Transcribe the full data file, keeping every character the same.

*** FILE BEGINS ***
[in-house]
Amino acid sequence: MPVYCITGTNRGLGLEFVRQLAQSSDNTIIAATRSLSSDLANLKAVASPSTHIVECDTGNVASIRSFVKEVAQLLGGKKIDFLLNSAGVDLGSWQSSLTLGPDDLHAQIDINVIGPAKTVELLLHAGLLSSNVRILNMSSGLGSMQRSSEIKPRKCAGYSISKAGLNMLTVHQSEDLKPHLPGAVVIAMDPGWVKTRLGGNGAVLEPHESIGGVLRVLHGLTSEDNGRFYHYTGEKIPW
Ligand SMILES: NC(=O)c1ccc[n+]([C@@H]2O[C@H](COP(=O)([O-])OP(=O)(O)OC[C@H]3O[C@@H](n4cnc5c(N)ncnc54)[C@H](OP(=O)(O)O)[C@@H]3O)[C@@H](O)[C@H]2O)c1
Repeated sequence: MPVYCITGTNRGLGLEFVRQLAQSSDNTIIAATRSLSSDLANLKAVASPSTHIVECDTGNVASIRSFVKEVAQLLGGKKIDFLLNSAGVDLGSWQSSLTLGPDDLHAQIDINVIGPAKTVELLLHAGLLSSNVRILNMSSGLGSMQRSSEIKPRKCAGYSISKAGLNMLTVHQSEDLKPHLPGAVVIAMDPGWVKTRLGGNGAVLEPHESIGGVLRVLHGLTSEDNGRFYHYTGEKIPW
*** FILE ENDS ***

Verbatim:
[in-house]
Amino acid sequence: MPVYCITGTNRGLGLEFVRQLAQSSDNTIIAATRSLSSDLANLKAVASPSTHIVECDTGNVASIRSFVKEVAQLLGGKKIDFLLNSAGVDLGSWQSSLTLGPDDLHAQIDINVIGPAKTVELLLHAGLLSSNVRILNMSSGLGSMQRSSEIKPRKCAGYSISKAGLNMLTVHQSEDLKPHLPGAVVIAMDPGWVKTRLGGNGAVLEPHESIGGVLRVLHGLTSEDNGRFYHYTGEKIPW
Ligand SMILES: NC(=O)c1ccc[n+]([C@@H]2O[C@H](COP(=O)([O-])OP(=O)(O)OC[C@H]3O[C@@H](n4cnc5c(N)ncnc54)[C@H](OP(=O)(O)O)[C@@H]3O)[C@@H](O)[C@H]2O)c1
Repeated sequence: MPVYCITGTNRGLGLEFVRQLAQSSDNTIIAATRSLSSDLANLKAVASPSTHIVECDTGNVASIRSFVKEVAQLLGGKKIDFLLNSAGVDLGSWQSSLTLGPDDLHAQIDINVIGPAKTVELLLHAGLLSSNVRILNMSSGLGSMQRSSEIKPRKCAGYSISKAGLNMLTVHQSEDLKPHLPGAVVIAMDPGWVKTRLGGNGAVLEPHESIGGVLRVLHGLTSEDNGRFYHYTGEKIPW